Anonymous said: Hi! When you first graduated, did you manage to find illustration work right away or did it take a while? I just graduated from college and I feel that I need time to rework my portfolio before applying for things....
If your instincts are telling you to take the time and add some new work to your portfolio that you’re more proud of, then I think you should listen to them! Everyone’s path is different and there isn’t a right or wrong answer. Now that you’ve graduated you have the chance to step back and take a fresh look at your work, you’re probably going to have a clearer idea of what your strongest work was, what you need to work harder at, and what you should leave behind. I definitely went through that when I graduated too. As long as you’re able to subsist in the meantime, take whatever amount of time you need to take to make work that you can show to potential clients or employers with confidence and pride — but remember that you’re never going to feel like your portfolio is “perfect”, none of us ever do, and don’t let that discourage you or make you lose the motivation you had during school. It’s also totally okay to show your portfolio around and be actively improving it at the same time. (Just don’t apologize for your old work while you do!)
I don’t know whether your goal is to freelance or find a job, but if you want to freelance, always keep in mind that you are not solely dependent on the elusive callback from a potential client. Your income can come from so many different places, and you can work towards tons of profitable personal projects in the downtime between client work. No projects coming in? Design a stationery set and start an Etsy! Make a pattern collection and shop it around to textile companies! Participate in group shows! Screenprint some tote bags! Take personal commissions! Create a font! Collaborate with a fellow illustrator! Post everything online everywhere until people start noticing you! Do whatever the hell you’re interested in and find a way to make it pay for itself. I know it’s easier said than done, but the most successful illustrators are resourceful and self-motivated, and don’t sit around waiting for jobs to come to them.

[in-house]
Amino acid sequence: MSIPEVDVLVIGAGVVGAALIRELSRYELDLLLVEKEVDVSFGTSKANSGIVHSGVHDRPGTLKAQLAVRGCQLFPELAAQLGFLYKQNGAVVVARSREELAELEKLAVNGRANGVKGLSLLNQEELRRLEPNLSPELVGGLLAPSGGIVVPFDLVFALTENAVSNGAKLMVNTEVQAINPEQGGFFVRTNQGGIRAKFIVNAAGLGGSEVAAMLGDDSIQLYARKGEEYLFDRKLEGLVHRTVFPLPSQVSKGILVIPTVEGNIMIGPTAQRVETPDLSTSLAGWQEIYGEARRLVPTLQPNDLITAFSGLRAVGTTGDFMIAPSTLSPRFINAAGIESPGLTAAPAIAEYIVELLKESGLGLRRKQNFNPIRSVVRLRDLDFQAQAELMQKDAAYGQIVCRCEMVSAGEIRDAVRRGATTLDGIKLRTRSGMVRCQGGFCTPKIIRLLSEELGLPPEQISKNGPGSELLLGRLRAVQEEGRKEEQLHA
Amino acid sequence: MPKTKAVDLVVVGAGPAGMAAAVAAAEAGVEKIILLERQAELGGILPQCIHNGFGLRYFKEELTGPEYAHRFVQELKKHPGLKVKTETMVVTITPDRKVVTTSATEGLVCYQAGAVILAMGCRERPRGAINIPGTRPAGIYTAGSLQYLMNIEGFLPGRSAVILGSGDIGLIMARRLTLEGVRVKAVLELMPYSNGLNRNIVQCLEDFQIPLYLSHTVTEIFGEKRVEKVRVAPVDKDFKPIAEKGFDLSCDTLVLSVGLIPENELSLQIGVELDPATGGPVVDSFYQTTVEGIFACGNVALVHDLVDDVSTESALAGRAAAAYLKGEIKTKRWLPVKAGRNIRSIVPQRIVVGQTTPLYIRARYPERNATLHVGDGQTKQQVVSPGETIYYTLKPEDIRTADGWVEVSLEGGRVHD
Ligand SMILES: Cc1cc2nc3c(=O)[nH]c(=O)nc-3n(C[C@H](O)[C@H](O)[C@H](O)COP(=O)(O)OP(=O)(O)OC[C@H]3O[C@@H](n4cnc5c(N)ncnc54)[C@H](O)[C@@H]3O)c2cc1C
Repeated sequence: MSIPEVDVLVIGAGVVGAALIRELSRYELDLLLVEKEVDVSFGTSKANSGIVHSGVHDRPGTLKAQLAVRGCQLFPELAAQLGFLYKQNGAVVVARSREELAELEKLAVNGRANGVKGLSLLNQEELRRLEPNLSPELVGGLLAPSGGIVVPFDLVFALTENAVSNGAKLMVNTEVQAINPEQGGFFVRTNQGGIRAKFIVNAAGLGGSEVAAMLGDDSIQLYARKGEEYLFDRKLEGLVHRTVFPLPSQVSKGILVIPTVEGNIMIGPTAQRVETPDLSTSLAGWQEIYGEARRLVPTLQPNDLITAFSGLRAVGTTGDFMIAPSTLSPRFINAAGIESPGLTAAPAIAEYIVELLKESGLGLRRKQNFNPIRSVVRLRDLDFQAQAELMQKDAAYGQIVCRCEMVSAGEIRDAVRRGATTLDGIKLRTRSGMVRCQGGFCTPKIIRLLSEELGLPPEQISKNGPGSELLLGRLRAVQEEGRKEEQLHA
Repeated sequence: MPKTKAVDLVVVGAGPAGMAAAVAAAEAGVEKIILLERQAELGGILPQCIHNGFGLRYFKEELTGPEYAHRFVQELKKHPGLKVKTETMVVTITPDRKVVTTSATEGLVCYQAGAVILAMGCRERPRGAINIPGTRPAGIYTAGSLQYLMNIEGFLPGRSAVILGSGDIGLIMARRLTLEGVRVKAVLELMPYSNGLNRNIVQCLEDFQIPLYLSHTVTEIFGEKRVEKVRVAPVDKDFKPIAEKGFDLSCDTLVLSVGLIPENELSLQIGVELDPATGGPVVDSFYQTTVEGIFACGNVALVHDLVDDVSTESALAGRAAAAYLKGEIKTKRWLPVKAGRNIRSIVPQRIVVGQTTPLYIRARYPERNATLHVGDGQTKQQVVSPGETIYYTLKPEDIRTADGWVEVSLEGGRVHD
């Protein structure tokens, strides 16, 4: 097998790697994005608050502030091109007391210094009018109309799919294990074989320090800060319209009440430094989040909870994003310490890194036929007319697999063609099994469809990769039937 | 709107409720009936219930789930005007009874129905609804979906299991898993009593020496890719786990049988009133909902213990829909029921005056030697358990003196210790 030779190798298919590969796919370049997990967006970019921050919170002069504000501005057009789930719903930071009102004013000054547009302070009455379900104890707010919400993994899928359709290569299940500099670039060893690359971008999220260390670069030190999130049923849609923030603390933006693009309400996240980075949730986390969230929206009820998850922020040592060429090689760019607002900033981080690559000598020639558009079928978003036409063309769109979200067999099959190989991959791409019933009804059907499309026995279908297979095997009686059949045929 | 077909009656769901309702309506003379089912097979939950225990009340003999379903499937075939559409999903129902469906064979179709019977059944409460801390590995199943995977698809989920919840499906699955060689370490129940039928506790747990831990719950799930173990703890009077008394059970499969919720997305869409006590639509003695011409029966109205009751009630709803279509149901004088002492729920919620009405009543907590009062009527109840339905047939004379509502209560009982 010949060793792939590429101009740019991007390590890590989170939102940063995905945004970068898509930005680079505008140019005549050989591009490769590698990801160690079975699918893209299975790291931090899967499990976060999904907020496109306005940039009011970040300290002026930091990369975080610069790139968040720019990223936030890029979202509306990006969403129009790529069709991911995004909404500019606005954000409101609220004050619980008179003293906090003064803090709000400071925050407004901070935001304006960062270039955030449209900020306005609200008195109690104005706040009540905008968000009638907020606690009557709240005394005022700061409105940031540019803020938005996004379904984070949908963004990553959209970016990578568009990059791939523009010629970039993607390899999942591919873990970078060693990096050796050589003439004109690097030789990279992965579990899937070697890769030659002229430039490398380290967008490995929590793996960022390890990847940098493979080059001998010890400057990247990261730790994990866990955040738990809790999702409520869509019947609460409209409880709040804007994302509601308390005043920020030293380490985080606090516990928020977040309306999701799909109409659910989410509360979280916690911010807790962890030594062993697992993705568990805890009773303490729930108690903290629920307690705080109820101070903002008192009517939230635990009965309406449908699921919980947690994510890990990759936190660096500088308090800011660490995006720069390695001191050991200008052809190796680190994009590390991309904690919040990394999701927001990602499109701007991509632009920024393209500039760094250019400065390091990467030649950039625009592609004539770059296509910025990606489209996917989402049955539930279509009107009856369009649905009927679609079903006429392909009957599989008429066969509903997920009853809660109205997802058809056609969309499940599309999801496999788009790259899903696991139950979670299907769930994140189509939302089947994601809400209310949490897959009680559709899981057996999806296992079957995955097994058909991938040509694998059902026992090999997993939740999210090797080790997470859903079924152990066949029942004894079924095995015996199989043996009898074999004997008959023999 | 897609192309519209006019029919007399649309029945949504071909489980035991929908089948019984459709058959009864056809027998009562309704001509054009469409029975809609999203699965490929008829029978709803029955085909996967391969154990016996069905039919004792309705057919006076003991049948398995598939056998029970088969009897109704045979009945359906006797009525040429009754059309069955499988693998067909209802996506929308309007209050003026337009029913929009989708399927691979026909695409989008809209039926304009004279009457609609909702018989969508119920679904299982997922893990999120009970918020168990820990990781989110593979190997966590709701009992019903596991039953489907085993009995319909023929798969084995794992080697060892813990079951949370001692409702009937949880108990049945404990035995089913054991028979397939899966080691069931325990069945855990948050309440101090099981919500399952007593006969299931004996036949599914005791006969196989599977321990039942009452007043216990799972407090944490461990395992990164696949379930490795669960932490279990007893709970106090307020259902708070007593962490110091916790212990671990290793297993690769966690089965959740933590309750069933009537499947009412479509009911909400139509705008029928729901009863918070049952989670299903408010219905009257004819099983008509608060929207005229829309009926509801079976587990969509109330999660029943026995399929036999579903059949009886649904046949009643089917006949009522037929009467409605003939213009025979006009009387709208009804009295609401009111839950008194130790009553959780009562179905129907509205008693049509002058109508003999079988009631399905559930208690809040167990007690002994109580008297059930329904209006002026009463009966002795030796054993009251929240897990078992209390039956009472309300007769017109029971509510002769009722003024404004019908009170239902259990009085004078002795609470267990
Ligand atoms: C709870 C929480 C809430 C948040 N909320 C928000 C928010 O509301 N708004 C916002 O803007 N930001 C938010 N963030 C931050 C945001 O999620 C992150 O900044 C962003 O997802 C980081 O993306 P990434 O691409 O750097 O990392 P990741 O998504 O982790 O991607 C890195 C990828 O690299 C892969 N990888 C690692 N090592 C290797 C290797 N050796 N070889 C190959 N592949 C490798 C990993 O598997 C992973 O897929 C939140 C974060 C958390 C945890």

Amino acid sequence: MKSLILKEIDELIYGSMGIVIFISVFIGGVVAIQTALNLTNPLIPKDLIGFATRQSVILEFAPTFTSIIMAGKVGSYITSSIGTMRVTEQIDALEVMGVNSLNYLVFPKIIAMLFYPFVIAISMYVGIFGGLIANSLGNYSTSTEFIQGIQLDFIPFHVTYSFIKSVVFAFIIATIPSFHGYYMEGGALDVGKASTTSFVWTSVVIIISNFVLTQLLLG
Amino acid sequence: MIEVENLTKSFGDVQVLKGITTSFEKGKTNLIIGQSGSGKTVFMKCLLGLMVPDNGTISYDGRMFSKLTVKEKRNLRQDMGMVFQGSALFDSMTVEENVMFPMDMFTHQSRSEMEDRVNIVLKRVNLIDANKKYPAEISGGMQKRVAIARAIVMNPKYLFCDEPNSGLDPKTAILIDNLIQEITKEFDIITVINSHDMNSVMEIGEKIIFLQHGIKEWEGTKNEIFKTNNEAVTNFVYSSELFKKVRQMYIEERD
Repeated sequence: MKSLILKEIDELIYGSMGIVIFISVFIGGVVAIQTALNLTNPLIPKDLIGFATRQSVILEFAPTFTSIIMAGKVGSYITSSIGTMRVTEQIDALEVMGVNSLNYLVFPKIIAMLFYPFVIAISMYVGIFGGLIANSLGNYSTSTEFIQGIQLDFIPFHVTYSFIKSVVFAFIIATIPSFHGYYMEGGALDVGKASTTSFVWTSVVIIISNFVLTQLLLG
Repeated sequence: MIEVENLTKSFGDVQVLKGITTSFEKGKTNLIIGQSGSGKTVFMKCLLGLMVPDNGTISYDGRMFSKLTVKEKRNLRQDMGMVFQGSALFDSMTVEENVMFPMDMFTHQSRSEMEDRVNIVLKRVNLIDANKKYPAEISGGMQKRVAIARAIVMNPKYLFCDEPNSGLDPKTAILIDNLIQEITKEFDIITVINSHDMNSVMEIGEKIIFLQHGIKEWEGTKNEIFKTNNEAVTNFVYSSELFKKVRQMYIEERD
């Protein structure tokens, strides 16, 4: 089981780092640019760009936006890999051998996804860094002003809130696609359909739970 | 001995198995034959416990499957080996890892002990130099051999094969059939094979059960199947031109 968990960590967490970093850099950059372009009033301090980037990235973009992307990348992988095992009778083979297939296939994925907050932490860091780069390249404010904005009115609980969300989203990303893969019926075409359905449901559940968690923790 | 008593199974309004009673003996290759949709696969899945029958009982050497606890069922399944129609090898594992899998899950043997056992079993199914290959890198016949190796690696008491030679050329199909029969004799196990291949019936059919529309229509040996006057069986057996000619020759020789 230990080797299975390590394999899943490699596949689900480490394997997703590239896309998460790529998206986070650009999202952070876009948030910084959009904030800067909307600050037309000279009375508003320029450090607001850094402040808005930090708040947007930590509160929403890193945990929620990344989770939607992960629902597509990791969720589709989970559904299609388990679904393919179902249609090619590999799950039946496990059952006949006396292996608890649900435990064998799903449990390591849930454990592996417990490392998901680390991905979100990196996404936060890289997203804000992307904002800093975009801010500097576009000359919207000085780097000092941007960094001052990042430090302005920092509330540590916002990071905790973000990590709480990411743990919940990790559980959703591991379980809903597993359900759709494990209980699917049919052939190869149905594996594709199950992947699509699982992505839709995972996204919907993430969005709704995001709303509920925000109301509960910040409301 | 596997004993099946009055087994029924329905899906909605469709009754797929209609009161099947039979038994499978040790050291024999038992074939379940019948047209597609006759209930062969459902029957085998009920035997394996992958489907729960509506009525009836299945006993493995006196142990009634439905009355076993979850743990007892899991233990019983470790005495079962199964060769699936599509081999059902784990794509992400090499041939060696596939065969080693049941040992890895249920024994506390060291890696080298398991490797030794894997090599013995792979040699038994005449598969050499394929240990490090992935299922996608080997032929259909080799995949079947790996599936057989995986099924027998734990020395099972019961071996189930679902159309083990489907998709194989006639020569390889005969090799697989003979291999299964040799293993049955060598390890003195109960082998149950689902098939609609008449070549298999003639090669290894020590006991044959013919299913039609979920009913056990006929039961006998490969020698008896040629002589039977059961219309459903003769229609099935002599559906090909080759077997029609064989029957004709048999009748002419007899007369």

You asked about my personal experience so I’ll admit that I’ve been very very lucky. I’ve been freelancing here and there since before I started college, and was working pretty much full time by my senior year, and I’ve never had to really solicit work. I honestly believe that I get more jobs and attention than my work merits, but it doesn’t all fall in my lap either. I’ve been working for almost 10 years, since I was a kid drawing shitty anime fanart, at being very visible online, and I also have a diverse portfolio which leads to lots of different kinds of job opportunities (children’s illustration, technical illustration, typography, patterns, etc) — if my work only functioned as one of these things, I wouldn’t be doing very well. I also don’t think of slow periods as slow periods; I think of them as opportunities to do that personal piece I’ve had in my head, or be in a gallery show, or teach myself to make an animated GIF.
I’m not trying to say that you should be able to do everything under the sun, or even try to. What I’m saying is that you have so many options beyond sending out mailers and waiting for responses, that you are in control of how you spend your time and where your money comes from, and that drawing literally anything at all will move you the littlest bit closer to your goals. And that’s cool, you know? It takes a long time and a lot of work and isn’t easy for anyone and some days when you haven’t slept in 48 hours you’ll want to say fuck it, but eventually you’ll always remember that if you have even a faint chance of making money from sitting at a desk in your own home with a cup of coffee and Bomb the Music Industry on at full volume while you DRAW STUFF, you are already lucky, and it’s worth every bit of work you put into it.
Sorry for being a total sap, goodnight!
— Sean Plott (via euphoricworddump)
People are very complicated. It’s important to be happy, to make others happy, and to not judge. Whenever people have emotions that make them do things that they regret later, always forgive and always be happy and ready to go back into it.
You always give someone the benefit of the doubt. If someone says something shitty to you, don’t take it personally. Assume that they had a bad day and that they needed to yell at you because they trusted you. Make it positive. Make everything positive because everything always has a positive side to it."
— Sean “Day” Plott (via ashburtonandy)